Monday, July 6, 2015

French frigate Hermione

It's time for another ship "tour," this time of one you may have seen on the news, particularly if you live on the East coast of the United States. The Hermione, a detailed replica of the 32-gun frigate that carried General Lafayette from France to the fledgling United States in 1780, has been making a tour up our coastline.



I passed on seeing her in Baltimore so that I could go to Philadelphia for its full tall ships festival, which may or may not have been a good idea. There were far more tall ships to see, but it was extremely crowded, and rained most of the day, so I have a rather dreary set of photos.


They really strove for accuracy in the Hermione, so I was disappointed that you could not go down to the lower decks of the ship. I'm not sure if they sought the same degree of accuracy there, as I'm sure there are a lot of contrivances required to actually sail a ship of this size across the Atlantic under modern maritime regulations. But I've been seeking historically accurate captain's cabins, and they are not easy to find fully set up -- HMS Victory's is, but it's of a much larger size than one would find on a frigate.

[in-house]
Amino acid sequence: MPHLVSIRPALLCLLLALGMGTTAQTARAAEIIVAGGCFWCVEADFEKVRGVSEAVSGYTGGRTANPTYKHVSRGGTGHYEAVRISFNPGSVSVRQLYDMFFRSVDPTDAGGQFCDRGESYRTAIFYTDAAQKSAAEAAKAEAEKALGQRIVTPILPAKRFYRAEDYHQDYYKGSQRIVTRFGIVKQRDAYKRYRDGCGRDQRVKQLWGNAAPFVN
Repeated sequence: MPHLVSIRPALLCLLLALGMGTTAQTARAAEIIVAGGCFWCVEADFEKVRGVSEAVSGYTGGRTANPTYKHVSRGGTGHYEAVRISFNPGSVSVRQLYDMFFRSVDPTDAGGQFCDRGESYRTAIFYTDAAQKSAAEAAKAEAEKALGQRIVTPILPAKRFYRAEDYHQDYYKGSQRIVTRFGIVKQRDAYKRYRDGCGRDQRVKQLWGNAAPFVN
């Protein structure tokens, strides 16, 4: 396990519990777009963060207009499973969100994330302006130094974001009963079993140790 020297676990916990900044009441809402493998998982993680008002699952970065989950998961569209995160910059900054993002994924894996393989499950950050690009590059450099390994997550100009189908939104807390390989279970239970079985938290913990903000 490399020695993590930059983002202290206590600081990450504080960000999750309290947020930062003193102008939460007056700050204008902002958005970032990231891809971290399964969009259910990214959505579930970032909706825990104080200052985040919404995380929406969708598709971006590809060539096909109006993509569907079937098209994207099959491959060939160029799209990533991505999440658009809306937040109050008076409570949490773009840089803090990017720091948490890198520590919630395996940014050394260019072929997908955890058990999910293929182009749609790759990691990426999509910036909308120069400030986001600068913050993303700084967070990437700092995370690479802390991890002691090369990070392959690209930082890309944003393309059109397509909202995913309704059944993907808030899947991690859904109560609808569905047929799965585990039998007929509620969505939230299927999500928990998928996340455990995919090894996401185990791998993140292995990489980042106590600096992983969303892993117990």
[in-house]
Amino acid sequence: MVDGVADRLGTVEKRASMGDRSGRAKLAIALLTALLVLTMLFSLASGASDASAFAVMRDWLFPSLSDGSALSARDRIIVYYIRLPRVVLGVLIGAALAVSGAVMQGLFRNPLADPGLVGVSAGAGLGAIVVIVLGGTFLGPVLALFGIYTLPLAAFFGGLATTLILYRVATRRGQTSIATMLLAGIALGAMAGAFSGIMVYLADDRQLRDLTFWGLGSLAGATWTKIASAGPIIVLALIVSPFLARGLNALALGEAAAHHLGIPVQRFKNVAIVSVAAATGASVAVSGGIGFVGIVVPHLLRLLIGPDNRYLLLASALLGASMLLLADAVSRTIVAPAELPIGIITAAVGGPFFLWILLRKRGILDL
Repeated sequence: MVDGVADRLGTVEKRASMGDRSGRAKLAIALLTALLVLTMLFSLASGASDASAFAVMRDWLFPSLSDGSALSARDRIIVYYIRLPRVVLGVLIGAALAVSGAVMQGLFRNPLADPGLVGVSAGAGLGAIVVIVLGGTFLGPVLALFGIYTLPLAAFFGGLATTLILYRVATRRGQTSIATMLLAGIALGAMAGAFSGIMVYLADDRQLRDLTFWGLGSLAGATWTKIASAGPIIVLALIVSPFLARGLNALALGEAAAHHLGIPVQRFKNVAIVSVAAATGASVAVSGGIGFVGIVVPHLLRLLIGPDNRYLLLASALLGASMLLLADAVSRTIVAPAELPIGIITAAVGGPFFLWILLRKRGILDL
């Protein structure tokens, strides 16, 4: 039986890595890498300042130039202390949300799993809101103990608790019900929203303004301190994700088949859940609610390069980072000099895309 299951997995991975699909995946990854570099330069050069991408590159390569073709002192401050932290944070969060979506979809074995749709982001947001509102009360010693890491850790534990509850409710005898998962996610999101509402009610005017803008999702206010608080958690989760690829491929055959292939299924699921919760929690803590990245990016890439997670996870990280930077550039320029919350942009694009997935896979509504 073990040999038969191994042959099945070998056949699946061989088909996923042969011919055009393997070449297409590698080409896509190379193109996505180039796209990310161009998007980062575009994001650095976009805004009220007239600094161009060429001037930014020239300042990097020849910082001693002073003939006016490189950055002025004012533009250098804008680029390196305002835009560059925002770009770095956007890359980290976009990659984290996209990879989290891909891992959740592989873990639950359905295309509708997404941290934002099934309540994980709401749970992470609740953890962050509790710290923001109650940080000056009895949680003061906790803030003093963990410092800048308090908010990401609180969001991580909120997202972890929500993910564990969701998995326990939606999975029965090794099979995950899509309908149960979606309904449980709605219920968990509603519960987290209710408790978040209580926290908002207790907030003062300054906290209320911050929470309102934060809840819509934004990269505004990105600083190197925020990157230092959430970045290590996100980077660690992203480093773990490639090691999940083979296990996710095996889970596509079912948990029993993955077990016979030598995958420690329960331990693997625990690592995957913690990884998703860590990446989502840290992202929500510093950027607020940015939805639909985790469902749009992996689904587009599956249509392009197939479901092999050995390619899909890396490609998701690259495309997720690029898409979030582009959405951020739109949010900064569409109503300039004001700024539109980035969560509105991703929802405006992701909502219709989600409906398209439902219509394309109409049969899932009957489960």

The thing that really got me when it comes to accuracy is the smell. Hermione smells exactly like HMS Victory (who will get her own tour here, soon enough), so I had no doubt that there is proper tar in her rigging!


But really, my limited pictures are not nearly enough to do this ship justice. For that, you need to see her under sail. This CBS Sunday Morning video does a great overview of the story of the ship, and also shows a bit of the process of building her, using traditional techniques, in addition to plenty of great sail footage:


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